A Goy Who Speaks Yiddish: Christians and the Jewish Language in Early Modern Germany

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Stanford University Press, Nov 7, 2012 - History - 280 pages
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This book explores the unique phenomenon of Christian engagement with Yiddish language and literature from the beginning of the sixteenth century to the late eighteenth century. By exploring the motivations for Christian interest in Yiddish, and the differing ways in which Yiddish was discussed and treated in Christian texts, A Goy Who Speaks Yiddish addresses a wide array of issues, most notably Christian Hebraism, Protestant theology, early modern Yiddish culture, and the social and cultural history of language in early modern Europe. Elyada's analysis of a wide range of philological and theological works, as well as textbooks, dictionaries, ethnographical writings, and translations, demonstrates that Christian Yiddishism had implications beyond its purely linguistic and philological dimensions. Indeed, Christian texts on Yiddish reveal not only the ways in which Christians perceived and defined Jews and Judaism, but also, in a contrasting vein, how they viewed their own language, religion, and culture.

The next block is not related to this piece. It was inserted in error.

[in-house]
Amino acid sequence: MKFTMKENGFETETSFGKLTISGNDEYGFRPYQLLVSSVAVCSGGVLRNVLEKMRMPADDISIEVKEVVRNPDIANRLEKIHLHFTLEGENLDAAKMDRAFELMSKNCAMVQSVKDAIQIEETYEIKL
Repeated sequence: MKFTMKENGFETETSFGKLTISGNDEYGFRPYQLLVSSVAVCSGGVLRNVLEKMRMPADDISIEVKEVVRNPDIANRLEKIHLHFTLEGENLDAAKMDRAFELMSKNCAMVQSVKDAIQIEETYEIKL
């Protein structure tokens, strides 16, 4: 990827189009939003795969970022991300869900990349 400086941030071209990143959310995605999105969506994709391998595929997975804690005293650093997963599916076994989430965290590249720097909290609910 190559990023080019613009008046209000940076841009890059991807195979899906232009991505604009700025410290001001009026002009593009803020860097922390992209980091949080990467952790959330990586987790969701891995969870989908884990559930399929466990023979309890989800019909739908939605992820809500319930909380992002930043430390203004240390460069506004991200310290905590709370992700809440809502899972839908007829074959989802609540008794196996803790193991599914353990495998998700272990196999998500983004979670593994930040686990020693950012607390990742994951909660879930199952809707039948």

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Contents

A Jewish Language in a Christian World
1
Part I Yiddish in the Service of Christian Theology
17
Part II Yiddish in the Service of Jewish Deception
79
Part III The Discourse on Yiddish in Early Modern Germany
123
Conclusion
191
Notes
205
Bibliography
237
Index
255
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About the author (2012)

Aya Elyada is Assistant Professor of History at the Hebrew University of Jerusalem.

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